Wordplay: Warda Yassin
Produced in association with Sheffield’s first poet laureate Otis Mensah, Wordplay is a monthly showcase of up-and-coming artists from the city’s literary scene. For this month’s issue of Exposed, Joseph Food spoke to award-winning poet Warda Yassin.
Hi Warda, could we begin with how you first got into writing poetry?
I was always an avid reader who practically lived in Sheffield Children’s Library, so I started off just enjoying other people’s work and still do. I acutely remember reading Malorie Blackman’s Noughts and Crosses as the first book with a black character and feeling like it was somewhere I could belong or exist. I loved Francis Hodgson Burnett and devoured Louisa Alcott May’s Little Women, spending ages fighting over characters with my sisters.
Poetry is very much part of Somali culture and was always in the background of my childhood. My grandmother would sing poetry to me and my uncle was a poet, so it wasn’t a surprise to anyone when I started to dabble. When I was 19, I dipped my toe into a local poetry project for young women run by Vicky Morris (the founder of Hive). The sessions were supportive and relaxed and one project turned into another and another, and I realised I was discovering my passion for writing about all the places, people, and moments that matter most to me.
Family and cultural identity are often big themes in your writing. Can you tell us a bit more about your experience of both and how that inspires you?
I’m drawn to people and stories. I’m incredibly close with my grandmothers and they have shared their tales and girlhood adventures with me so I’ve felt compelled to write them down for them. Somalis have a rich oral and written history so it’s been fascinating to hear stories about my father’s village, and how they resisted, rebelled, loved, fought and lived. Poetry was multi-layered and used to resist governments, rally soldiers, woo lovers, honour friends and celebrate life. It’s not uncommon to hear poetic freestyles at weddings nowadays.
At the same time, being a first generation Somali woman, I’m drawn to writing about the realities of my wider diaspora and community: how we love, fight, hurt, grieve and mend. I’m keen that people know my poems and experience are exclusive to me, and I don’t speak for everyone from a similar background. I’ve always written for myself, and if anyone can relate, then alhamdulillah that’s such a beautiful bonus.
Do you have to be in a certain environment or headspace to begin writing?
Not particularly. My poems have been written over the years at home and in workshops, work, on trains, planes, and mostly at night. My iPhone notes are shambles of random lines and bullet points everywhere. Each poem comes out differently and this is part of why I love the process. If a poem won’t come out, I usually read or focus on something else in my life until it is ready to be written.
In 2018, your pamphlet Tea with Cardamom won the New Poets Prize. How did that feel, and have things changed for you much since?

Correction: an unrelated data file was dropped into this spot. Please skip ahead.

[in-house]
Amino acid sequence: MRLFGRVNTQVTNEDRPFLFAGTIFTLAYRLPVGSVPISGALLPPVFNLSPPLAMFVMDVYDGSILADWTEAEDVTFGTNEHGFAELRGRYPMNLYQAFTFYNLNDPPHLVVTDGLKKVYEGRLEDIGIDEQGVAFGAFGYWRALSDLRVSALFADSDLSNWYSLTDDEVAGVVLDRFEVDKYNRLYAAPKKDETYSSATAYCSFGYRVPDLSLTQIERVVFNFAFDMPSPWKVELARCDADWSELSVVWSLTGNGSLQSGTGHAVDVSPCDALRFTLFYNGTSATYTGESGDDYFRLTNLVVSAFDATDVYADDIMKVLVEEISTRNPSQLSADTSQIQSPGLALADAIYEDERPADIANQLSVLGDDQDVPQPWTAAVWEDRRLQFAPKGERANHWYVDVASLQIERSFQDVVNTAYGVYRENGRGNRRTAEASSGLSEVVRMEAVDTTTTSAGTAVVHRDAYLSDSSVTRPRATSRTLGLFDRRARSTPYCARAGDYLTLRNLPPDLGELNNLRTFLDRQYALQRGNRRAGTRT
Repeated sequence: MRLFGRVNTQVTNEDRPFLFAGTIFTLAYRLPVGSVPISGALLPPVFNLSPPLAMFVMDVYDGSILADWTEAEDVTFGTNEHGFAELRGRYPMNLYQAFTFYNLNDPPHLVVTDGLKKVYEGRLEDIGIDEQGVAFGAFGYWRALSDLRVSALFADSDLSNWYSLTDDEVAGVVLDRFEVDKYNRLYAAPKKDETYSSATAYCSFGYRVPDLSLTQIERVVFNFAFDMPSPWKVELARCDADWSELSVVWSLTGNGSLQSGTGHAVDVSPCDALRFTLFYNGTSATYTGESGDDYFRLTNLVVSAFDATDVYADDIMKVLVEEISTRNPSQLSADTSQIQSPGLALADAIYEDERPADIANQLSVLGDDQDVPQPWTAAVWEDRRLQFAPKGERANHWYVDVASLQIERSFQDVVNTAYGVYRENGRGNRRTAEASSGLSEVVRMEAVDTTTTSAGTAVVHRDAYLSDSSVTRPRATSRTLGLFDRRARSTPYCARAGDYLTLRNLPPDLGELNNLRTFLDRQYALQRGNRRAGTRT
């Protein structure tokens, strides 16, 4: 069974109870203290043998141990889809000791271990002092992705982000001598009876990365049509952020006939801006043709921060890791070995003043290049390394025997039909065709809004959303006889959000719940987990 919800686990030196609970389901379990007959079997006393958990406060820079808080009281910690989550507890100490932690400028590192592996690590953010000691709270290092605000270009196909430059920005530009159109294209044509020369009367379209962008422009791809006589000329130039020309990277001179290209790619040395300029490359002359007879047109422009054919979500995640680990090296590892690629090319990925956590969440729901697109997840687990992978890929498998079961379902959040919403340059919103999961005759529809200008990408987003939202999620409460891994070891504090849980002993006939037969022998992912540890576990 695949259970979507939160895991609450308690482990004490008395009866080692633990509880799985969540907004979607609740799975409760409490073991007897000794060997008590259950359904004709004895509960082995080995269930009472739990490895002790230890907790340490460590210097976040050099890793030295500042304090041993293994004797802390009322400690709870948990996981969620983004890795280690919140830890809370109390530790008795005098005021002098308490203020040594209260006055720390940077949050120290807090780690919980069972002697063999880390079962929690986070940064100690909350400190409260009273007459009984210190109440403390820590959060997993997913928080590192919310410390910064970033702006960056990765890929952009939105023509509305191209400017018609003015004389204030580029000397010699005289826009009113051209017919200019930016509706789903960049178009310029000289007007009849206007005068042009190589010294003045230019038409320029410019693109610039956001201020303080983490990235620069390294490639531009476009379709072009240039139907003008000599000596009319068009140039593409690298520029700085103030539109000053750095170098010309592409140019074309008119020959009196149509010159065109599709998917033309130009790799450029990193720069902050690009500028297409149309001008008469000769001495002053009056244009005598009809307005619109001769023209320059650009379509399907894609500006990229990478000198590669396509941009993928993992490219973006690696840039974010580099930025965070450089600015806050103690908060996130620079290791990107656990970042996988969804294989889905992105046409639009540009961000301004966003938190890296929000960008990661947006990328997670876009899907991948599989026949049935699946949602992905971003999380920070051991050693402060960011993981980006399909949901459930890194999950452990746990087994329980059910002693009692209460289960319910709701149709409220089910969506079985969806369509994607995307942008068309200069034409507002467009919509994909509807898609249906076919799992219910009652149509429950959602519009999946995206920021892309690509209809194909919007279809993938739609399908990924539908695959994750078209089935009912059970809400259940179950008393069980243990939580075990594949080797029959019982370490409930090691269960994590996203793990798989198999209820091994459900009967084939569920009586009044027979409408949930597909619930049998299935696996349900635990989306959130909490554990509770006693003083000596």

It was such a lovely surprise to win and to be chosen by poet Kayo Chingonyi whose work I really admire. Tea with Cardamom is a celebration of culture, but it is not afraid to have a wandering eye and ask questions. The experience of publishing my pamphlet has opened new opportunities for me, as writing was previously a private part of my life, and the response from my family, friends and community has been so warm mashallah. They are rooting for me, which means everything.
Are there any writers or artists who have inspired your work?
So many! Some of my favourite poets include Hadrawi, Nizar Qabbani, Warsan Shire, Ocean Vuong, J Cole, Sharon Olds, Kim Moore, Danez Smith, Liz Berry, Nayyirah Waheed, Asha Lul Mohamud Yusuf, Vicky Morris, my Hive peers Danae Wellington and Safia Khan, and so many more. I love novelists and I adore the works of Alice Walker, Jane Austen, Khaled Hosseini, Jean Sasson and Chimamanda Ngozi Adichie. I love the transformative nature of reading and how every new book leaves you a little more changed and a little more knowing of this world. I’m currently reading Kartography by Kamila Shamsie and I do not want it to end!
What would you say to anyone interested in creative expression but unsure of where to begin with their writing?
Find the writers whose words, works and poetics touch your heart and read them viciously. Find a local writing group and nurture a creative family to mentor, support and champion each other. Sheffield has a diverse cultural scene with places like Verse Matters (one of my favourite places to read at with its warmth) and SoAfrica Festival which is a celebration of African culture, arts and music. Last year it was lit seeing Sheffield borrow the spirit of Africa for a while so I do hope we see the festival again. And then there’s Hive who create safe, creative and supporting spaces with a plethora of opportunities (competitions, mentoring, workshops to name a few) – a must for younger writers. Find your voice and remain true to the topics, stories and styles which inspire your heart and keep writing for yourself foremost and the reader to follow.
What is next for you?
I have been working with young women from my local community on Mixing Roots – a collaboration between Off The Shelf and Hive. It’s been the absolute highlight of my summer and refreshed my love of poetry with the joy that comes from writing, capturing, healing and laughing together with bright young minds. I’m editing their tender and important words into an anthology to be showcased at Israac Somali Community centre on 15 October at 6:30pm, and everyone is welcome! I work as an English Teacher in a Sheffield school so I’m also gearing up for a new year and term. I love my job. The school is flexible with texts, so I find myself introducing a lot of poems I wished my teachers had shown me in school. Writing-wise, I’m working on a first full-length collection (which feels odd to say!).